• the replacement of the current worldwide assets-based criteria for determining whether a merger is subject to merger control procedures with a UK-based turnover test.

83.     The path of a merger investigation under the new system is summarised at Annex A.

Chapter 1: Duty to make references

Duty to make references: completed mergers

Clause 20: Duty to make references in relation to completed mergers

84.     This clause provides that the OFT must refer a completed merger to the CC for further investigation if certain circumstances arise. This differs from FTA 1973's arrangements for reference, where the Secretary of State has discretion to refer merger cases.

85.     Subsection (1) provides that the OFT must make a reference to the CC if it believes there is or may be a 'relevant merger situation' that has or may be expected to result in a substantial lessening of competition. However, subsection (2) provides that the OFT can choose not to refer if it thinks either that the market involved is not of sufficient importance to justify a CC investigation, or that any substantial lessening of competition would be outweighed by benefits to customers.

86.     The OFT will be required under clause 102 to publish advice and information on how these provisions will operate, and how it will apply the substantive tests. The substantial lessening of competition test, and the customer benefits concept are explained in more detail in the notes on clauses 33 and 28 respectively.

87.     The discretion for the OFT to decide not to refer a merger because the market is of insufficient importance is designed primarily to avoid references being made where the costs involved would be disproportionate to the size of the markets concerned.

88.     Subsection (3) provides that the OFT is prevented from making a reference in each of the following circumstances:

  • the merger involves a newspaper transfer;

  • the OFT has accepted (or is considering accepting) undertakings in lieu of a reference in relation to the same transaction;

  • the merger was the subject of a 'merger notice' and the deadline for reference has passed;

  • the merger was referred to the CC before it was completed;

  • the merger is a matter for the European Commission (or the European Commission is considering whether it should be);

  • the merger raises a public interest consideration(s) and either an intervention notice is in force, or the case has been determined.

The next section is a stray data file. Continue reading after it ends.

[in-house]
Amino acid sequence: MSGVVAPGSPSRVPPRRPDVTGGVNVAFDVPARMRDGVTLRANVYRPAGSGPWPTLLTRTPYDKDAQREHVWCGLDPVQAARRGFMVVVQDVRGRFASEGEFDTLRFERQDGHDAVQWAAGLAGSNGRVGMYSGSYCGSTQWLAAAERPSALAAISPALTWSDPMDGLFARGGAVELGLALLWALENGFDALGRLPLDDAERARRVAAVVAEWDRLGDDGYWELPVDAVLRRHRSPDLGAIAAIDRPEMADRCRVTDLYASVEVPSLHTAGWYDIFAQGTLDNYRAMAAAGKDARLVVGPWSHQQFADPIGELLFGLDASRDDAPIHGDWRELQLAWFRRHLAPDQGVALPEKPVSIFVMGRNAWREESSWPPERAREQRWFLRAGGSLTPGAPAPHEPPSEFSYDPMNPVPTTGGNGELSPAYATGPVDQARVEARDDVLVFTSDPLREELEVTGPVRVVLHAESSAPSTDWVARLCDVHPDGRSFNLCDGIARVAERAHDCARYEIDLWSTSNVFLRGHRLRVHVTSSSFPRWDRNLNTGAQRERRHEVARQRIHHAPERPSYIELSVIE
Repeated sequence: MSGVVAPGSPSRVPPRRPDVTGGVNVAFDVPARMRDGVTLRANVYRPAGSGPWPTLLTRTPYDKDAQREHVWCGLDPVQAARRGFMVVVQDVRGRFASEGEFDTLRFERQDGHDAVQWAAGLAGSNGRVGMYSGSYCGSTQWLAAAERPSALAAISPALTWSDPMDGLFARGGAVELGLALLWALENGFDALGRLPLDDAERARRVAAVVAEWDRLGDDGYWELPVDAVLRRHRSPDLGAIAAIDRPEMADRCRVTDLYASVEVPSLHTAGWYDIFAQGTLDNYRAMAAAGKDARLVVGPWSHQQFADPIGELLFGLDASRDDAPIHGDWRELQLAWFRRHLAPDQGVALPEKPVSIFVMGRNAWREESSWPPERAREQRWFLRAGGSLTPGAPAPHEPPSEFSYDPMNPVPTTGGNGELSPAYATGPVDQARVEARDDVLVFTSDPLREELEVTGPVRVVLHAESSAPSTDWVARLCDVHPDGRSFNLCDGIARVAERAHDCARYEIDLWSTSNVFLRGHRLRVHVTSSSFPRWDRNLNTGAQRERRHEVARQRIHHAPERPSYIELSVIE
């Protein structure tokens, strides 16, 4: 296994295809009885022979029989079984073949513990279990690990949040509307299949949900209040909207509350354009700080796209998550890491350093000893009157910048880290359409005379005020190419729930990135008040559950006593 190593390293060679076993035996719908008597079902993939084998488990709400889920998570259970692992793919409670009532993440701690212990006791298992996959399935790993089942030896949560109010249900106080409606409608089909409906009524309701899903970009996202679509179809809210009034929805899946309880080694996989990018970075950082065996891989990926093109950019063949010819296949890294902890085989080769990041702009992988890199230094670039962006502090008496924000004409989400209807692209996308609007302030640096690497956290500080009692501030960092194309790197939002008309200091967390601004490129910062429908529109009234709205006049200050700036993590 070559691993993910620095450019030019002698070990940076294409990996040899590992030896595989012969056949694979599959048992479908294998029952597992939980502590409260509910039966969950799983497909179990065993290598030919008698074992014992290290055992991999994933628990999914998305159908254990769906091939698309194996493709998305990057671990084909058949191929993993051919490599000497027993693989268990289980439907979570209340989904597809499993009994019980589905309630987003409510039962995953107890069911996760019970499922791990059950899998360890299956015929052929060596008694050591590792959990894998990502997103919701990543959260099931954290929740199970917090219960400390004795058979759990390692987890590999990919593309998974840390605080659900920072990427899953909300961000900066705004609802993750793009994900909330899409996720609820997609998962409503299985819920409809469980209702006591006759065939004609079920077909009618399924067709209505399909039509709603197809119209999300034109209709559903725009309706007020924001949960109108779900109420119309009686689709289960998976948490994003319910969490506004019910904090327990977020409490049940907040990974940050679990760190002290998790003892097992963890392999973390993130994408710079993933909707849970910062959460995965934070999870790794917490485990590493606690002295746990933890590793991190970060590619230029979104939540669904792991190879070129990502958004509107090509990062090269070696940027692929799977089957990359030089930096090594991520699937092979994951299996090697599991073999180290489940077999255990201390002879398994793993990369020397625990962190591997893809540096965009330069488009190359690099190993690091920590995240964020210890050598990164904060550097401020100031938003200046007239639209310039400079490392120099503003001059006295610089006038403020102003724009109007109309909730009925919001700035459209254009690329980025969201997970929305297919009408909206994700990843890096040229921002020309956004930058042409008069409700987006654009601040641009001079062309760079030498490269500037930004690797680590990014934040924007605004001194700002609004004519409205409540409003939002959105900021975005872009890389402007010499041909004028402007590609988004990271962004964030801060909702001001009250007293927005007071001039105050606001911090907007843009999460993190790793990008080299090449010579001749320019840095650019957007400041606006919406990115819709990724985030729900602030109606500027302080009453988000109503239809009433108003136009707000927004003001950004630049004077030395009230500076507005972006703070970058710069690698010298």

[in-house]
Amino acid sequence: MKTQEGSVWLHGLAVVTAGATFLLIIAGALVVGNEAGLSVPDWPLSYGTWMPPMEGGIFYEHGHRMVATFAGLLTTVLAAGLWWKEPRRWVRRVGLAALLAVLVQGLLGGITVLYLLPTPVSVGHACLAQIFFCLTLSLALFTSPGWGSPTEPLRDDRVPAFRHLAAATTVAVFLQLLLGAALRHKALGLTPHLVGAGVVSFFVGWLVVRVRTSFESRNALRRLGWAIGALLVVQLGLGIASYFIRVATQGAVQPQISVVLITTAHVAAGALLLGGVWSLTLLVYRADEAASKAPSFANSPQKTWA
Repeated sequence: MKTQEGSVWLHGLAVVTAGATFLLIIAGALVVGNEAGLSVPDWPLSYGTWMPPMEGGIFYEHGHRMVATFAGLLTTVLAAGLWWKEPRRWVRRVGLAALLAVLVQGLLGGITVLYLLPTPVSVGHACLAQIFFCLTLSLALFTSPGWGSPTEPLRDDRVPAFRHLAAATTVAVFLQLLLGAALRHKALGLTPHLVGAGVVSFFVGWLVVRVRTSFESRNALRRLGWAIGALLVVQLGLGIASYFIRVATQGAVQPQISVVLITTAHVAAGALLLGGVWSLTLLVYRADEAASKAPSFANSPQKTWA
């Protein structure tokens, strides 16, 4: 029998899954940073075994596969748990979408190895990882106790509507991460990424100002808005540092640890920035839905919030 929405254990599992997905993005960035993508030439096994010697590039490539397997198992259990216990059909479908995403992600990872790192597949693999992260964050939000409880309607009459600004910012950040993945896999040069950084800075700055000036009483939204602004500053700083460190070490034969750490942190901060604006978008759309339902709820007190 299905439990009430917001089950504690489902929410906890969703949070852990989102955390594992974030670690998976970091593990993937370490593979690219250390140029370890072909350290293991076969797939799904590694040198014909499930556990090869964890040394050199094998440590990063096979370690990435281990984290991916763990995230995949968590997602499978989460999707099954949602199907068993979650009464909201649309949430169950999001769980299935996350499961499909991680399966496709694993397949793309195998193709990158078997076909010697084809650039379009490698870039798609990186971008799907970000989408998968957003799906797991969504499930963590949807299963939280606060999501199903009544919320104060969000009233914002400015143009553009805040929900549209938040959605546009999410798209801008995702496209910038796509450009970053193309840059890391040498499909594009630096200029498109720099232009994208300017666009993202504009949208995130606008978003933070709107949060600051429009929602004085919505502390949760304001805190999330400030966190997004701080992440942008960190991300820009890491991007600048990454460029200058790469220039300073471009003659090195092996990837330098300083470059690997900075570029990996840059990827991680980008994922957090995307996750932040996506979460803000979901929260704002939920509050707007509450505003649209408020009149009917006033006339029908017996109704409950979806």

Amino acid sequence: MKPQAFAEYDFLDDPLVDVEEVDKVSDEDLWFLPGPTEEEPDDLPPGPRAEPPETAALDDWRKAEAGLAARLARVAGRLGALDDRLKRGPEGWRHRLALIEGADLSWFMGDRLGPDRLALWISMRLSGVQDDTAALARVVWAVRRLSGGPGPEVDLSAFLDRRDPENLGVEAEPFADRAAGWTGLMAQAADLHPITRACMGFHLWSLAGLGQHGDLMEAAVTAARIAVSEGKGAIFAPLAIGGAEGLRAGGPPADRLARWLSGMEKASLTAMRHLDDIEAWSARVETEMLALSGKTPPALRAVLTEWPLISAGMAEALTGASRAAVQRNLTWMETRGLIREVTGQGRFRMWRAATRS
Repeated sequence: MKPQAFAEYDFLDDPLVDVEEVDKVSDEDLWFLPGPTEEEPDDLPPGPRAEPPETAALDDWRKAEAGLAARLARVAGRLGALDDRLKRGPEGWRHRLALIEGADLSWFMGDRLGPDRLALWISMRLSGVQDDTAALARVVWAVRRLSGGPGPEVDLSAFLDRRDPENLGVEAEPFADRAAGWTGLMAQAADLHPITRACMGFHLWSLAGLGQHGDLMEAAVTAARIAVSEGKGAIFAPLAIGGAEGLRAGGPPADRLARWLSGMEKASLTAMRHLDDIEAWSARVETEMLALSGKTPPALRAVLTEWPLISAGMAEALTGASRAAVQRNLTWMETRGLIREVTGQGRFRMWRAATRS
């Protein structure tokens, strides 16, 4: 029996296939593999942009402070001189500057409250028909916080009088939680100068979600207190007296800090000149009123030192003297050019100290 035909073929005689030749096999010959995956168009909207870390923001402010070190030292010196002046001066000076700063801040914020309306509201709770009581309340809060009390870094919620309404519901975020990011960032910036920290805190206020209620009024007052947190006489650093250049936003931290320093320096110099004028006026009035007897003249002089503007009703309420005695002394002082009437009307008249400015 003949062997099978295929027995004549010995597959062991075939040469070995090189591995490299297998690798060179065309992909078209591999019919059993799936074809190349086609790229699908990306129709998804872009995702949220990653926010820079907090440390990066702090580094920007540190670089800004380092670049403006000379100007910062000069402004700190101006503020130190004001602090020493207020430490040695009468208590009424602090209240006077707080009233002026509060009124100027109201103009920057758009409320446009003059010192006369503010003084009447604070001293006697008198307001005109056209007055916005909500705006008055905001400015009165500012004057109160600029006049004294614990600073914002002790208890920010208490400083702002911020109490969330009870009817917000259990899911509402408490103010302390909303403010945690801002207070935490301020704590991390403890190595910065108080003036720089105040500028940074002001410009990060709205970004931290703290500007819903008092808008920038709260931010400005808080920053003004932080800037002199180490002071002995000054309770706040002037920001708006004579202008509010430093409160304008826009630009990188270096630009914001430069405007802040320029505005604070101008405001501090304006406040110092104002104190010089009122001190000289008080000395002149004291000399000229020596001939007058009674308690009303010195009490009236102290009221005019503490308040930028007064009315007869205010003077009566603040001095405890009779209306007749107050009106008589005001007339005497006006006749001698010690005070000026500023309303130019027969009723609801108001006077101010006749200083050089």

89.     Subsection (6) provides that the definition of UK markets includes both sub-national and supra-national markets.

Clause 21: Relevant merger situations

90.     This clause sets out the criteria for a merger to qualify for investigation by the competition authorities, thereby making it a 'relevant merger situation'. It in substantial part reproduces sections 64 and 68 FTA 1973.

91.     It provides that a 'relevant merger situation' is created if at least one of two thresholds is met. They are:

  • the value of the turnover in the UK of the enterprise being taken over (i.e. the target company) is over £45 million; or

  • the merger would result in the new merged entity having, or exceeding a 25% share of supply of goods or services (or combination of both) in the UK, or in a substantial part of the UK.

    The share of supply test is being retained from FTA 1973, but the turnover test is new, replacing an assets test.

92.     The remainder of the clause makes further provision as to the share of supply test. Subsections (3) and (4) provide that at least 25% of goods or services must be supplied in the UK - or a substantial part of it - by or to the same person or persons. Subsection (5) provides a list of what the competition authorities might consider in deciding whether the 25% share of supply is met, and subsection (6) allows the authorities to consider whether goods or services taken on their own; with others or in groups, make up this proportion. Subsections (7) and (8) give the competition authorities the discretion to decide when goods or services are the subject of different forms of supply. Subsection (9) provides that, in circumstances where the CC has changed the reference from an anticipated to a completed merger by virtue of clause 35(2), a relevant merger situation has been made in the new circumstances when the CC determine it necessary; or, in any other circumstance, just before reference.